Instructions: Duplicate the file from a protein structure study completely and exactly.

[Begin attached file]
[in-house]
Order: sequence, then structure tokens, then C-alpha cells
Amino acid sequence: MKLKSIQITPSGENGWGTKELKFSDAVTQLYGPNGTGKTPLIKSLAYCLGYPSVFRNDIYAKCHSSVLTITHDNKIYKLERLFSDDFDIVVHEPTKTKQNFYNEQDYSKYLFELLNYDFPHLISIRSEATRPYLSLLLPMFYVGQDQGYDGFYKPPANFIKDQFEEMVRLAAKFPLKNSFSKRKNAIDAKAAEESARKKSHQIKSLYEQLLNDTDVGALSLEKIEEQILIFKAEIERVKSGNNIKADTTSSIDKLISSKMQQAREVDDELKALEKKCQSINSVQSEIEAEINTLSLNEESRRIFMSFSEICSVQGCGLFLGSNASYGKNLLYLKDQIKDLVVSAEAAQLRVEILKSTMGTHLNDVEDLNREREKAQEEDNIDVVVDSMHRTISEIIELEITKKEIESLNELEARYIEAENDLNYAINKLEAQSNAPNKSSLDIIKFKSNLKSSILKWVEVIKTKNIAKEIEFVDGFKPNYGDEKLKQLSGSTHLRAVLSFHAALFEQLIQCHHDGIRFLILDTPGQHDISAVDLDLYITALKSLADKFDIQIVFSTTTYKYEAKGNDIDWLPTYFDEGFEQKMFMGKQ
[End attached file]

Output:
[in-house]
Order: sequence, then structure tokens, then C-alpha cells
Amino acid sequence: MKLKSIQITPSGENGWGTKELKFSDAVTQLYGPNGTGKTPLIKSLAYCLGYPSVFRNDIYAKCHSSVLTITHDNKIYKLERLFSDDFDIVVHEPTKTKQNFYNEQDYSKYLFELLNYDFPHLISIRSEATRPYLSLLLPMFYVGQDQGYDGFYKPPANFIKDQFEEMVRLAAKFPLKNSFSKRKNAIDAKAAEESARKKSHQIKSLYEQLLNDTDVGALSLEKIEEQILIFKAEIERVKSGNNIKADTTSSIDKLISSKMQQAREVDDELKALEKKCQSINSVQSEIEAEINTLSLNEESRRIFMSFSEICSVQGCGLFLGSNASYGKNLLYLKDQIKDLVVSAEAAQLRVEILKSTMGTHLNDVEDLNREREKAQEEDNIDVVVDSMHRTISEIIELEITKKEIESLNELEARYIEAENDLNYAINKLEAQSNAPNKSSLDIIKFKSNLKSSILKWVEVIKTKNIAKEIEFVDGFKPNYGDEKLKQLSGSTHLRAVLSFHAALFEQLIQCHHDGIRFLILDTPGQHDISAVDLDLYITALKSLADKFDIQIVFSTTTYKYEAKGNDIDWLPTYFDEGFEQKMFMGKQ